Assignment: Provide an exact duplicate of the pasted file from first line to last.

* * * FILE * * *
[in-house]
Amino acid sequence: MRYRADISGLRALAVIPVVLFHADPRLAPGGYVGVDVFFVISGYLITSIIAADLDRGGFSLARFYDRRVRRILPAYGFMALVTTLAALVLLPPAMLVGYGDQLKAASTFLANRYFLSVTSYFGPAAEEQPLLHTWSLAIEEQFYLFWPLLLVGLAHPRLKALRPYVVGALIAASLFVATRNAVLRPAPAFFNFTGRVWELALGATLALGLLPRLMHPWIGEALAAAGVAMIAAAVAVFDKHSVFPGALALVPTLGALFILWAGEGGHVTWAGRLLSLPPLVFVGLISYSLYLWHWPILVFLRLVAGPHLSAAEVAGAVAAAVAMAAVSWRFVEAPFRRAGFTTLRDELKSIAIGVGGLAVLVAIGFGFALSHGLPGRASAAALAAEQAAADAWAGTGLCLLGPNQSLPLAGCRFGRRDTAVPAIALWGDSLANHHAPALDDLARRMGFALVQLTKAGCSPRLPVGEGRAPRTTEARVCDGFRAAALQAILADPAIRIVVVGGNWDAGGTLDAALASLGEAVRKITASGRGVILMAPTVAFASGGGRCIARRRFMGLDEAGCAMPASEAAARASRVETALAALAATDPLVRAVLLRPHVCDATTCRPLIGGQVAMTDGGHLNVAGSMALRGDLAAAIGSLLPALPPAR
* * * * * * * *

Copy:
[in-house]
Amino acid sequence: MRYRADISGLRALAVIPVVLFHADPRLAPGGYVGVDVFFVISGYLITSIIAADLDRGGFSLARFYDRRVRRILPAYGFMALVTTLAALVLLPPAMLVGYGDQLKAASTFLANRYFLSVTSYFGPAAEEQPLLHTWSLAIEEQFYLFWPLLLVGLAHPRLKALRPYVVGALIAASLFVATRNAVLRPAPAFFNFTGRVWELALGATLALGLLPRLMHPWIGEALAAAGVAMIAAAVAVFDKHSVFPGALALVPTLGALFILWAGEGGHVTWAGRLLSLPPLVFVGLISYSLYLWHWPILVFLRLVAGPHLSAAEVAGAVAAAVAMAAVSWRFVEAPFRRAGFTTLRDELKSIAIGVGGLAVLVAIGFGFALSHGLPGRASAAALAAEQAAADAWAGTGLCLLGPNQSLPLAGCRFGRRDTAVPAIALWGDSLANHHAPALDDLARRMGFALVQLTKAGCSPRLPVGEGRAPRTTEARVCDGFRAAALQAILADPAIRIVVVGGNWDAGGTLDAALASLGEAVRKITASGRGVILMAPTVAFASGGGRCIARRRFMGLDEAGCAMPASEAAARASRVETALAALAATDPLVRAVLLRPHVCDATTCRPLIGGQVAMTDGGHLNVAGSMALRGDLAAAIGSLLPALPPAR